Do they expect to see wave modulations like the ones we use in our technology? what do they expect the waves to be like exactly?
I'm not sure what you mean by "wave modulations".
Loosely speaking, there's 2 things to look for regarding alien intelligence/technology. One is a signal of some kind and the other is a very large or very energetic structure.
The most obvious place to look for a signal is in the water-hole. Good article on that here. Because of the relatively low interference in that bandwidth, it's a good region to send a signal from one solar-system and hope it gets picked up by another. Stellar distances are so large that this still requires a very large output and very sensitive receiving devices. People have been listening for water-hole signals for decades, with no luck, outside of the extremely inconclusive "Wow" signal.
The other thing they can look for is mega-structures but that's much harder. We have a hard enough time seeing entire planets in other solar-systems and the idea of an alien technology building something as large as a planet, but distinguishable . . . a bit of a stretch.
Planets are mostly those are observed by seeing wobbles or changes in the star's orbit or brightness as the planet passes in-front of them. To see an alien structure and recognize it as something manufactured, not natural, it would need to be very large. See silly article. Outside of a structure as large as a dyson-sphere, we don't have the means of seeing an alien structure.
Finally, and to your question. There is no technological "wavelength" to look for, light is light. We transmit our cell-phone signals at about 2 gigahertz but an alien species might use 5 or 8. There are ranges that are best for traveling between atmosphere and satellite and regions of comparatively low interference that are best for communication across a solar-system, but at the distance of several light-year's it's difficult to overcome the background radiation. We could recognize an intelligence signal if we saw one. Any information or language carrying signal would have a different pattern than natural signals, but the hard part is finding the signal in the first place, over such vast distances.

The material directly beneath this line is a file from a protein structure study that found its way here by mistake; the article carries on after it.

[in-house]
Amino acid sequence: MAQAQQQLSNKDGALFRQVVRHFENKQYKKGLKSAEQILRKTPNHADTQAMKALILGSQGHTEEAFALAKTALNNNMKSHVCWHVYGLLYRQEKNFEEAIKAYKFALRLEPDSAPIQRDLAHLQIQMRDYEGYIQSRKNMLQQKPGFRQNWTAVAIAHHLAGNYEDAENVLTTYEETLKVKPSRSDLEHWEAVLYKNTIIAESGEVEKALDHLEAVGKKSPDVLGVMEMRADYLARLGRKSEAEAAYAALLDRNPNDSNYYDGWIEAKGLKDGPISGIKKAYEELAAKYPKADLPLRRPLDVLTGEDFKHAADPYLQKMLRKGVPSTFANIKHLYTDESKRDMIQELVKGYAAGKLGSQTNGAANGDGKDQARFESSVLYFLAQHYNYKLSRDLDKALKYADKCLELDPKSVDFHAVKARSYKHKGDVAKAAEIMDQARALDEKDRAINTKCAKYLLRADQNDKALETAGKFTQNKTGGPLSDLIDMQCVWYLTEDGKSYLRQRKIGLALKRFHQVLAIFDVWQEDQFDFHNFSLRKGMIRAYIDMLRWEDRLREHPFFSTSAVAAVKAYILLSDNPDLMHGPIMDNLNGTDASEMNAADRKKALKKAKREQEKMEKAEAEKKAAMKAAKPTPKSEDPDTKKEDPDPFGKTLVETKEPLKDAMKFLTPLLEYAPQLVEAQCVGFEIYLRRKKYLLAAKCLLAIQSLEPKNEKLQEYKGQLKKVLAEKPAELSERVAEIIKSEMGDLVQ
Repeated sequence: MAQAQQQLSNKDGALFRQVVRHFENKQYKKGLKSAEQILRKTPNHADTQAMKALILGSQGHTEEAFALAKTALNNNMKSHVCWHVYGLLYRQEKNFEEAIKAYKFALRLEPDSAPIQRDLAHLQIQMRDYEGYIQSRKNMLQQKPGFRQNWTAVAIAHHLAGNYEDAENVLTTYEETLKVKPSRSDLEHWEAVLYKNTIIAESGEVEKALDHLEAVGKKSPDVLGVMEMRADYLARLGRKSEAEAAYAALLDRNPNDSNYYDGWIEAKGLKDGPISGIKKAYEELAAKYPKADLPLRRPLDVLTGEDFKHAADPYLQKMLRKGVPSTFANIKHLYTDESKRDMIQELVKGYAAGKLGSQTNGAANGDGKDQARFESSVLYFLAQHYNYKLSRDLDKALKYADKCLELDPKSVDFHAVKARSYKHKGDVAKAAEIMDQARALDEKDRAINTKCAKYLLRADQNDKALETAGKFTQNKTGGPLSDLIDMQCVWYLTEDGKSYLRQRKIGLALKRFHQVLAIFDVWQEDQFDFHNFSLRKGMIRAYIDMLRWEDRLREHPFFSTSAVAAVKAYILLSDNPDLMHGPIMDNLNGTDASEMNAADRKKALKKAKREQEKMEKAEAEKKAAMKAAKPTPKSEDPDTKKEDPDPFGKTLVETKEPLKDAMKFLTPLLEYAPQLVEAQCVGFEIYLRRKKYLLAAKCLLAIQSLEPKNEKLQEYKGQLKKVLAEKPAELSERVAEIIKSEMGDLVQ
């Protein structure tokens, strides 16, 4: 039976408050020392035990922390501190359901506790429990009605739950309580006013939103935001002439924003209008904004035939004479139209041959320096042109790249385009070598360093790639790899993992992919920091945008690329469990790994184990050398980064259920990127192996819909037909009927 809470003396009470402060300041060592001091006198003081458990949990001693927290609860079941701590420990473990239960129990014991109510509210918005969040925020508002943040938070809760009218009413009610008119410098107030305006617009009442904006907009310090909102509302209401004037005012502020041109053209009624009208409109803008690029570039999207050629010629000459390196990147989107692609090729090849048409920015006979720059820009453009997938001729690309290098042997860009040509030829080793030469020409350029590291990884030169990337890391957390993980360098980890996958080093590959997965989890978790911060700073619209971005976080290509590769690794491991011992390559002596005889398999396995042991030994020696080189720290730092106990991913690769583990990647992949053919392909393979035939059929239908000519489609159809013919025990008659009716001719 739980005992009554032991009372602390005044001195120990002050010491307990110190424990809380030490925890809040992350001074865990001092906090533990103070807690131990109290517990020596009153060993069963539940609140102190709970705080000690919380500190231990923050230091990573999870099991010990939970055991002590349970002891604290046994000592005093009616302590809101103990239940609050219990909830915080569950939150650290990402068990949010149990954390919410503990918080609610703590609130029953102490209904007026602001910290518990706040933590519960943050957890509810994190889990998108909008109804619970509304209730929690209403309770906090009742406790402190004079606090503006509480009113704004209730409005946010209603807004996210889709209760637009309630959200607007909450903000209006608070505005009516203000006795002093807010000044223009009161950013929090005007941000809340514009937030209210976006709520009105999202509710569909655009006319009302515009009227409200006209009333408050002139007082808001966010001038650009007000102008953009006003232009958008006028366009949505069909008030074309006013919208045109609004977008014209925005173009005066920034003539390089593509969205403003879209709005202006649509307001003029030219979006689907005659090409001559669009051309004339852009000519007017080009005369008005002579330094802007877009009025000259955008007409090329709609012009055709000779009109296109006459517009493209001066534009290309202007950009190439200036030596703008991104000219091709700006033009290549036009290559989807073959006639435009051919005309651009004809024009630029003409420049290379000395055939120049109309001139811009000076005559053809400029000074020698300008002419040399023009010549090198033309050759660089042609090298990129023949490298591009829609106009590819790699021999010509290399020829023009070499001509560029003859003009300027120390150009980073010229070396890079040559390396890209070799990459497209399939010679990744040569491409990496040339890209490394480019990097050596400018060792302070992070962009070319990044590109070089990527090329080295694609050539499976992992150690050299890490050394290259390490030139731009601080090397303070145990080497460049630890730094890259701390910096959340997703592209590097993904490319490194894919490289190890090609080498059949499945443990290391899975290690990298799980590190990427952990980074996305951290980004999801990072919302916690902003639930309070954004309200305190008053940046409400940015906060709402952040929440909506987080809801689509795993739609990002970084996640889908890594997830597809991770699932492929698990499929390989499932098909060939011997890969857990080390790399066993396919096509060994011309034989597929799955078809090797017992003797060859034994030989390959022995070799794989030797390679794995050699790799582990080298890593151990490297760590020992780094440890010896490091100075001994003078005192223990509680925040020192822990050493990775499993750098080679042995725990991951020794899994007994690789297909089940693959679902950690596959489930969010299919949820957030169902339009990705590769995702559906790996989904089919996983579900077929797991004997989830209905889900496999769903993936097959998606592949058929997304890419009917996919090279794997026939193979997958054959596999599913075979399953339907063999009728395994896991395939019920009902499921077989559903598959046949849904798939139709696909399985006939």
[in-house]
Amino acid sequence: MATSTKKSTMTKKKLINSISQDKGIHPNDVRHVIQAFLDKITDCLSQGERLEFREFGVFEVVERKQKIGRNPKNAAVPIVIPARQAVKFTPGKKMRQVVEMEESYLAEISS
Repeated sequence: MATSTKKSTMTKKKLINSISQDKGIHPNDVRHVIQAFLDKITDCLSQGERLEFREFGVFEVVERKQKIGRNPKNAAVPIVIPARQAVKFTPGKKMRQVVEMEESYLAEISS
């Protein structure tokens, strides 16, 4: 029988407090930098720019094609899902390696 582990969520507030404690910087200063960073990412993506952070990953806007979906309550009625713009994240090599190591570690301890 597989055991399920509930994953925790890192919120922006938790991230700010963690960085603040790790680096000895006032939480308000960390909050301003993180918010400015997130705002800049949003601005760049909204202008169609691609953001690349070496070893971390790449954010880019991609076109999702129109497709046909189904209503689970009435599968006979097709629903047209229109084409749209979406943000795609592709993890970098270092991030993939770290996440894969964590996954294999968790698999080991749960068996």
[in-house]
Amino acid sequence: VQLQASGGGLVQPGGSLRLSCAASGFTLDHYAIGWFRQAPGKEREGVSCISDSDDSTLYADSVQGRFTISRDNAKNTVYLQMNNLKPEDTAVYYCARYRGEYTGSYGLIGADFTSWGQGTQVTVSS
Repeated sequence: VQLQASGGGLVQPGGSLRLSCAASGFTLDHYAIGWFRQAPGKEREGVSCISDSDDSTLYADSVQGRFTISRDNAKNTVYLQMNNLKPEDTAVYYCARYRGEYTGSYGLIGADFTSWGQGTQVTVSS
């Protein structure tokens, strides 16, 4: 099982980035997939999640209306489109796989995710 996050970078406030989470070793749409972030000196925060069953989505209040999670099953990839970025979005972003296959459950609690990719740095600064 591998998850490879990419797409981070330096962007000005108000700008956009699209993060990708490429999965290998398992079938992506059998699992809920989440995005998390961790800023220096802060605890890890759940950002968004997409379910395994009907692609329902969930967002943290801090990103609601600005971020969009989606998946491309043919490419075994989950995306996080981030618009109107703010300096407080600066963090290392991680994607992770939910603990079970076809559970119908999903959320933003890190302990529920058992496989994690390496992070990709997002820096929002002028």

Basically, Seti is limited to looking for the extremely large and so far, (at least as far as I know), nothing even remotely close to definitive has ever been observed. They don't have the means to observe most technology, assuming there is technology to be seen. Only the most enormous mega-structure could maybe be observed, and only under the right conditions.
As our telescopes get better they might find something. The atmospheric signature of a technological alien society might become visible to the James Webb telescope, but only for planets that transit their stars, not all planets and that might only offer possibilities, nothing definitive.
Signals like our television, cell phone and satellite broadcasts, those would be extremely hard to pick up from light-years away. The signals are too weak and over light-years of distance, the background radiation of space would grow too loud by comparison. Likewise the visible light from the night-side of Earth, while we can see that from the space station orbiting the Earth, observing that kind of light from light years away would require a huge telescope, many times larger than anything we have. I don't have the knowledge to give you all the specifics on how hard to see or how big a telescope but much bigger than anything we have. An Alien race with a telescope a few miles across might be able to observe the light from our cities on the night side of Earth. We don't have the ability to observe anything like that ourselves.
Well, they don't. You can only disprove that it's aliens.
All remaining signals that are leftover after natural signals are substracted are simply of unknown origin.
Then, depending how hard a particular scientist or journalist wants to sell out, he or she declares 'maybe aliens' are found. But it's not like we will ever be able to prove such a thing, unless we really get some crazy stuff like the Fibonacci sequence sent to us.
The same is true for photometric signals and the recent unscientific popular discussion about Tabby's star.